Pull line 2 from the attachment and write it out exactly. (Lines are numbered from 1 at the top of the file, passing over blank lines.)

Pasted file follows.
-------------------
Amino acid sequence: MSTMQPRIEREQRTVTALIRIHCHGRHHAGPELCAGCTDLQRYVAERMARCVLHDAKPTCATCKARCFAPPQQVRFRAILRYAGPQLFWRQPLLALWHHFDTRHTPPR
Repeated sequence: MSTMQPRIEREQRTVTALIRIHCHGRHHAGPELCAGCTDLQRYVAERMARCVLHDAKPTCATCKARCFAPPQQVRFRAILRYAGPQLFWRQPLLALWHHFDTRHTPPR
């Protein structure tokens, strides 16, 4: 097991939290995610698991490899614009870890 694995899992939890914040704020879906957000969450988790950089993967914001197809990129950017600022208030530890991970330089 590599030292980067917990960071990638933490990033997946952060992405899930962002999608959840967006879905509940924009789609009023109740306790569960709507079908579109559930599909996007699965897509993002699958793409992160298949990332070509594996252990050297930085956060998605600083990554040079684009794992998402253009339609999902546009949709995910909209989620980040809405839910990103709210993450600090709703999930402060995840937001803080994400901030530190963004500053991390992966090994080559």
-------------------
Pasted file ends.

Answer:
Repeated sequence: MSTMQPRIEREQRTVTALIRIHCHGRHHAGPELCAGCTDLQRYVAERMARCVLHDAKPTCATCKARCFAPPQQVRFRAILRYAGPQLFWRQPLLALWHHFDTRHTPPR